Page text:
Gerowitt B (2003) Development and control of weeds in arable farming systems. Agric Ecosys Envrion 98:247–254CrossRefGoogle Scholar
  14. 14.
    Ikpe FN, Powell JM (2002) Nutrient cycling practices and changes in soil properties in the crop-livestock farming systems of western Niger Republic of West Africa. Nutr Cycl Agroecosyst 62:37–45CrossRefGoogle Scholar
  15. 15.
    IUSS (International Union of Soil Sciences Working Group) (2014) World reference base for soil resources 2014 international soil classification system for naming soils and creating legends for soil maps. World Soil Resource Reports 106, FAO, RomeGoogle Scholar
  16. 16.
    Landon JR (1991) Booker tropical soil manual: a handbook for soil survey and agriculture land evaluation in the tropics and subtropics. Longman, LondonGoogle Scholar
  17. 17.
    Li JT, Zhong XL, Wang F, Zhao QG (2011) Effect of poultry litter and livestock manure on soil physical and biological indicators in a rice-wheat rotation system. Plant Soil Environ 57:351–356CrossRefGoogle Scholar
  18. 18.
    Liniger HP, Mekdaschi Studer R, Hauert C, Gurtner M (2011) Sustainable land management in practice—guidelines and best practices for Sub-Saharan Africa. TerrAfrica, World Overview of Conservation Approaches and Technologies (WOCAT) and Food and Agriculture Organization of the United Nations (FAO), pp 148–149Google Scholar
  19. 19.
    Materechera SA, Modiakgotla LN (2006) Cattle manure increases soil weed population and species diversity in semi-arid environment. S Afr J Plant Soil 23:21–22CrossRefGoogle Scholar
  20. 20.
    Nelson DW, Sommers LW (1982) Total carbon, organic carbon and organic matter. In: Page AL, Miller RH, Keeney DR (eds) Methods of soil analysis Part 2 Second edition, Chemical and microbiological properties. Am Soc Agron Soil Sci, Madison Wisconsin, USA, pp 301–312Google Scholar
  21. 21.
    Nyamangara J, Piha MI, Kirchmann H (1999) Interactions of aerobically decomposed manure and nitrogen fertiliser applied to soil. Nutr Cycl Agroecosyst 54:183–188CrossRefGoogle Scholar
  22. 22.
    Palm CA, Gachengo CN, Delve RJ, Cadisch G, Giller KE (2001) Organic inputs for soil fertility management in tropical agroecosystems: application of an organic resource database. Agric Ecosys Environ 83:27–42CrossRefGoogle Scholar
  23. 23.
    Powell JM, Pearson RA, Hiernaux PH (2004) Crop-livestock interaction in the West African drylands. Agron J 96:469–483CrossRefGoogle Scholar
  24. 24.
    Salton JC, Mercante FM, Tomazi M, Zanatta JA, Concenço G, Silva WM, Retore M (2014) Integrated crop-livestock system in tropical Brazil: toward a sustainable production system. Agric Ecosys Environ 190:70–79CrossRefGoogle Scholar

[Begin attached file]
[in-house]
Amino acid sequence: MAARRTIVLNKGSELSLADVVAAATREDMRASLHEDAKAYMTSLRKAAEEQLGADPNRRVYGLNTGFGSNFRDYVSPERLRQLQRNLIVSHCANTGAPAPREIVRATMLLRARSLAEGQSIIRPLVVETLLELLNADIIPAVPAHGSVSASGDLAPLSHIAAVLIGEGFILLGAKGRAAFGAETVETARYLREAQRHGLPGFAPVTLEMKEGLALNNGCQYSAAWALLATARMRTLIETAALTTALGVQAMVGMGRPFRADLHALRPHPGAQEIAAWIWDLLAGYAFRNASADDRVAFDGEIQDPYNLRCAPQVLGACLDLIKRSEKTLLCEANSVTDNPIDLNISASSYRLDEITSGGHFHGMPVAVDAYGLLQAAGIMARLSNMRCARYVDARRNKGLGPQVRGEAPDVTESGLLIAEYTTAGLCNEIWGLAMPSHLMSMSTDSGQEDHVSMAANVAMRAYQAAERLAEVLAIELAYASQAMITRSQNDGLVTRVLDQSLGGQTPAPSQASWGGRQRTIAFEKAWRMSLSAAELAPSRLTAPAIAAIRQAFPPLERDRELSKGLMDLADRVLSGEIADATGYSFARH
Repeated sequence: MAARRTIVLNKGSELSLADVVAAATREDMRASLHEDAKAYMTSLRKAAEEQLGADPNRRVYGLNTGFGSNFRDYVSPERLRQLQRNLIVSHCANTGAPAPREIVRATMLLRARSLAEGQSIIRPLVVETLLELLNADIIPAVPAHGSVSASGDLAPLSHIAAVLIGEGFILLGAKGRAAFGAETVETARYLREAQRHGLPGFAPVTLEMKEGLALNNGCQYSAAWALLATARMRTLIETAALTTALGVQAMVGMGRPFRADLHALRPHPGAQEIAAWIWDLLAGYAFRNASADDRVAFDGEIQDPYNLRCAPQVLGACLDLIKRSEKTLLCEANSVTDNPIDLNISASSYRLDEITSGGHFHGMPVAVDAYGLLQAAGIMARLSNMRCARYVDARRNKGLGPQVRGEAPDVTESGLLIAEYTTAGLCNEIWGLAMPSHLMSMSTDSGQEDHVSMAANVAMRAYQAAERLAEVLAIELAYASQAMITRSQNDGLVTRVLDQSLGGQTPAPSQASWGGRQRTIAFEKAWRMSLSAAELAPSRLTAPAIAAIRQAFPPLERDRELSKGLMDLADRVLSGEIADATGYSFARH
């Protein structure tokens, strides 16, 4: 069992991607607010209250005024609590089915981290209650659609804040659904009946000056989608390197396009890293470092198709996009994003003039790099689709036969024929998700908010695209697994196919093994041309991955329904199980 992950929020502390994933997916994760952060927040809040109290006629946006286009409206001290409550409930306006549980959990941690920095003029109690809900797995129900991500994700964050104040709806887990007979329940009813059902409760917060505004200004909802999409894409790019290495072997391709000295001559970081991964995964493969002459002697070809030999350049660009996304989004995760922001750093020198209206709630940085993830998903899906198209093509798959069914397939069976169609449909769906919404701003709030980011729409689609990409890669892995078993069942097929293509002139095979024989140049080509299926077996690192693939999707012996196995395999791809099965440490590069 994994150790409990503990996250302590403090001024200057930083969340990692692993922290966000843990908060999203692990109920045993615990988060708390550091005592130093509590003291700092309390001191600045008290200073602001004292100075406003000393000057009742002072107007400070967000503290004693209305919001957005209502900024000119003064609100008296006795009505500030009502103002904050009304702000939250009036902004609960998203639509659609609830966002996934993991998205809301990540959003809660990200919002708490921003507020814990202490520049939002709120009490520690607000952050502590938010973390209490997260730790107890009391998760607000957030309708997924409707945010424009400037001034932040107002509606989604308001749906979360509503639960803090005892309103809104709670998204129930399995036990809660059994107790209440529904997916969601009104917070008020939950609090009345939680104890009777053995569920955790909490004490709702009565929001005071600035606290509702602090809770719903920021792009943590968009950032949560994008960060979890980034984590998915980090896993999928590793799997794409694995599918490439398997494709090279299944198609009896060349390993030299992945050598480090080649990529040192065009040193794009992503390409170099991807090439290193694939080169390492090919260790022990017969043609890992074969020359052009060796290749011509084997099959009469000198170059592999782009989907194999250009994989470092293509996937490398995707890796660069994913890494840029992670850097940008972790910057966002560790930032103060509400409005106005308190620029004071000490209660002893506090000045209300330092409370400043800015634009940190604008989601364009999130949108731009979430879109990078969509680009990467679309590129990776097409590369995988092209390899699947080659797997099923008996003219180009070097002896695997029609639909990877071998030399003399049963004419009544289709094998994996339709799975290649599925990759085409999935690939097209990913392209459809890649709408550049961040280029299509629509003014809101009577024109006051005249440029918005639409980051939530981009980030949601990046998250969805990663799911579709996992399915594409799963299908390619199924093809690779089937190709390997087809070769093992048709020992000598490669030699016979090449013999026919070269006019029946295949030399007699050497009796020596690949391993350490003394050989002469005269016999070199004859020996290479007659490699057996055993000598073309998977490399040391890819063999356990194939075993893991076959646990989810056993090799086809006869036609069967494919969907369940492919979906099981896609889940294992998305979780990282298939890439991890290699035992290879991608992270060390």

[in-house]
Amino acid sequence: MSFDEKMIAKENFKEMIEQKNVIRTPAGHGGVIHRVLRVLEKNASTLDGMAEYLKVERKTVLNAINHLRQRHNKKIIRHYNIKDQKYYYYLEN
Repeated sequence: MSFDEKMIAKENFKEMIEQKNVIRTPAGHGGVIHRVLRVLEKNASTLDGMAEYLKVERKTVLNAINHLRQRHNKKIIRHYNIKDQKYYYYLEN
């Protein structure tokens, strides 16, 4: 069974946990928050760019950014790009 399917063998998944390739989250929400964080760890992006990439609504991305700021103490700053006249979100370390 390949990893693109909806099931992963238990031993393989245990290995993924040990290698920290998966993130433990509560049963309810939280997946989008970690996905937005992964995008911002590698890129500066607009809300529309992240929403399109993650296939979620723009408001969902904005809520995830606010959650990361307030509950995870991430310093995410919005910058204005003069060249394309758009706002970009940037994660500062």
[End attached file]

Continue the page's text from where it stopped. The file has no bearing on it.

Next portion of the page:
25. 25.
    Sangaré M, Fernández-Rivera S, Hiernaux P, Bationo A, Pandey V (2002) Influence of dry season supplementation for cattle on soil fertility and millet (Pennisetum glaucum L.) yield in a mixed crop/livestock production system of the Sahel. Nutr Cycl Agroecosyst 62:209–217CrossRefGoogle Scholar
  26. 26.
    SAS (Statistical Analysis System) Institute Incorporation (2011) The SAS system for windows. SAS Institute Inc., CaryGoogle Scholar
  27. 27.
    Tetteh FM, Larbi A, Nketia KA, Senaya JN, Hoeschle-Zeledon I, Abdul Rahman N (2016) Suitability of soils for cereal cropping in Northern Ghana. Evaluation and recommendations. International Institute of Tropical Agriculture (IITA) report. IITA, Ibadan, Nigeria, pp 19Google Scholar
  28. 28.
    Thomas GW (1982) Exchangeable cations. In: Page AL, Miller RH, Keeney DR (eds) Methods of soil analysis, Part 2, Agronomy Monograph 9, Am Soc Agron, Madison Wisconsin, pp 159–165Google Scholar
  29. 29.
    Van Soest PJ, Wine RH (1968) Determination of lignin and cellulose in acid-detergent fiber with permanganate. J Assoc Off Anal Chem 51:780–785Google Scholar

Copyright information

© NAAS (National Academy of Agricultural Sciences) 2018

Authors and Affiliations

  1. 1.International Institute of Tropical AgricultureTamaleGhana
  2. 2.Kwame Nkrumah University of Science and TechnologyKumasiGhana
  3. 3.Council for Scientific and Industrial Research, Soil Research InstituteKwadaso, KumasiGhana

Personalised recommendations